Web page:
Russia’s nuclear weapons system possesses destructive power, so NATO must always be wary – right from the initial warnings of Moscow officials.
“Russia’s nuclear weapons can be launched from land, air, and sea, with some missiles carrying warheads with very powerful individual targeting capabilities. In the event of a conflict, force NATO forces will be destroyed within a maximum of half an hour.”
This statement is published by the Arabic version of the Al Mayadeen website, authored by Mr. Mohammed Mansour, so is the above statement correct?
The leaders of the Russian Federation have repeatedly stated that they will use all means to protect their territory and sovereignty. Such statements gained more attention after Moscow annexed some territories of Ukraine.
Moscow has repeatedly talked about nuclear weapons as a means of deterrence before, which has always been considered one of its strategic priorities. One concrete sign is the announcement in 2018 by President Vladimir Putin of five new weapons systems, three of which are capable of carrying nuclear warheads.
The topic of nuclear weapons also became more prominent after Ukrainian President Volodymyr Zelensky warned to withdraw from the 1994 Budapest Memorandum of Understanding signed by the US, UK, Russia, and Ukraine, which guaranteed Kyiv’s security in exchange for giving up the nuclear arsenal inherited from the Soviet Union.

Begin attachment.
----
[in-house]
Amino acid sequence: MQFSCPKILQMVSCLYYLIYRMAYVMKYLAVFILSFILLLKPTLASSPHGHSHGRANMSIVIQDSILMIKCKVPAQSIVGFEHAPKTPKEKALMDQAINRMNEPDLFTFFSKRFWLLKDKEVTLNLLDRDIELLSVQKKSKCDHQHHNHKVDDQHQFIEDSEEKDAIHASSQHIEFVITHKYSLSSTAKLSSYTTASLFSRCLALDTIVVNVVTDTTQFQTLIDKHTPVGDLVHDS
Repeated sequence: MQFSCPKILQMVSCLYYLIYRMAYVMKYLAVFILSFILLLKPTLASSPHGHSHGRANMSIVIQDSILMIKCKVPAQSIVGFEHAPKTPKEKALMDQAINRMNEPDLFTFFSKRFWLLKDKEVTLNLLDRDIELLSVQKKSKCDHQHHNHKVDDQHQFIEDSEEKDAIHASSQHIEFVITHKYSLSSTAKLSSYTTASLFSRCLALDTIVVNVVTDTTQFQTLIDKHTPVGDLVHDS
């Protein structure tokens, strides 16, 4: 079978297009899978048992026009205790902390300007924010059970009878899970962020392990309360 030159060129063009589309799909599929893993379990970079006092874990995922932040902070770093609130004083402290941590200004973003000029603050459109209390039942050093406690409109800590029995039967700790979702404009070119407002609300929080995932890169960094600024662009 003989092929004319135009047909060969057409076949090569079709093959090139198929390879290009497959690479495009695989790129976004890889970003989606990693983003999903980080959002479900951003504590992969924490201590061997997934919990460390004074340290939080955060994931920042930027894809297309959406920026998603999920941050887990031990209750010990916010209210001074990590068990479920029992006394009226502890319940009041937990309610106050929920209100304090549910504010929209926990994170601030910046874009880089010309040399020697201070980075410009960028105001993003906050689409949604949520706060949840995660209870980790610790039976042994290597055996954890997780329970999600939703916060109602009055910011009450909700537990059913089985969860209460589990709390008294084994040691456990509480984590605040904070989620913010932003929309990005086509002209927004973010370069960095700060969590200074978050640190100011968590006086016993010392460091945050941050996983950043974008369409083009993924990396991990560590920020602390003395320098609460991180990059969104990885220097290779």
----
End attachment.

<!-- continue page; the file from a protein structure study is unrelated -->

Moreover, Ukraine retains the technical potential to create weapons of mass destruction. The existing shortcomings of the Uranium enrichment system can be completely solved by the West.
In February 2022, following the escalation of the conflict in Ukraine, Russia’s strategic nuclear deterrent was placed on special alert.
Russia’s nuclear potential consists of three weapons-launching platforms: fixed and mobile intercontinental ballistic missiles (ICBMs), submarine-based missiles, and strategic bomber cruise missiles.
Russia’s Strategic Missile Forces (RVSN) are equipped with five types of ICBMs: RS-24 Yars (NATO reporting name SS-29), R-36M Satan (SS-18), RT -2PM2 Topol-M (SS- 27), RS-28 Sarmat (SS-28) and Avangard (SS-19).
These types of ballistic missiles can carry high-capacity warheads, equivalent to an explosive yield of up to 2 megatons (equivalent to 2 million tons of TNT). The missile’s speed is 20 times the speed of sound making it very difficult to intercept.
The Russian Navy has 10 nuclear submarines carrying Bulava ballistic missiles with a maximum range of 8,000 km, it is almost impossible to identify these ships when they operate in the deep sea.
As for the air force, here the means of carrying nuclear weapons are Tu-160 and Tu-95 bombers integrated with Kh-55 cruise missiles with a warhead capacity of 200 to 500 kilotons.
In addition, Russia possesses tactical nuclear weapons designed to increase firepower in combat operations in a limited geographical area. For example, this weapon can be fired from a large caliber cannon.
Russian self-propelled artillery and mortars such as Malka 203 mm, Tyulpan 240 mm, Hyacinth-S 152 mm can fire nuclear weapons. The nuclear device is also mounted on the Iskander-M tactical ballistic missile.
In addition, Russia also owns the Kalibr cruise missile that can be launched from the air, land, and sea, in addition to the Kinzhal hypersonic missile that travels 10 times faster than the speed of sound.
It remains uncertain whether Russia has an urgent need to use tactical or strategic nuclear weapons, but deterrence will remain part of Kremlin policy.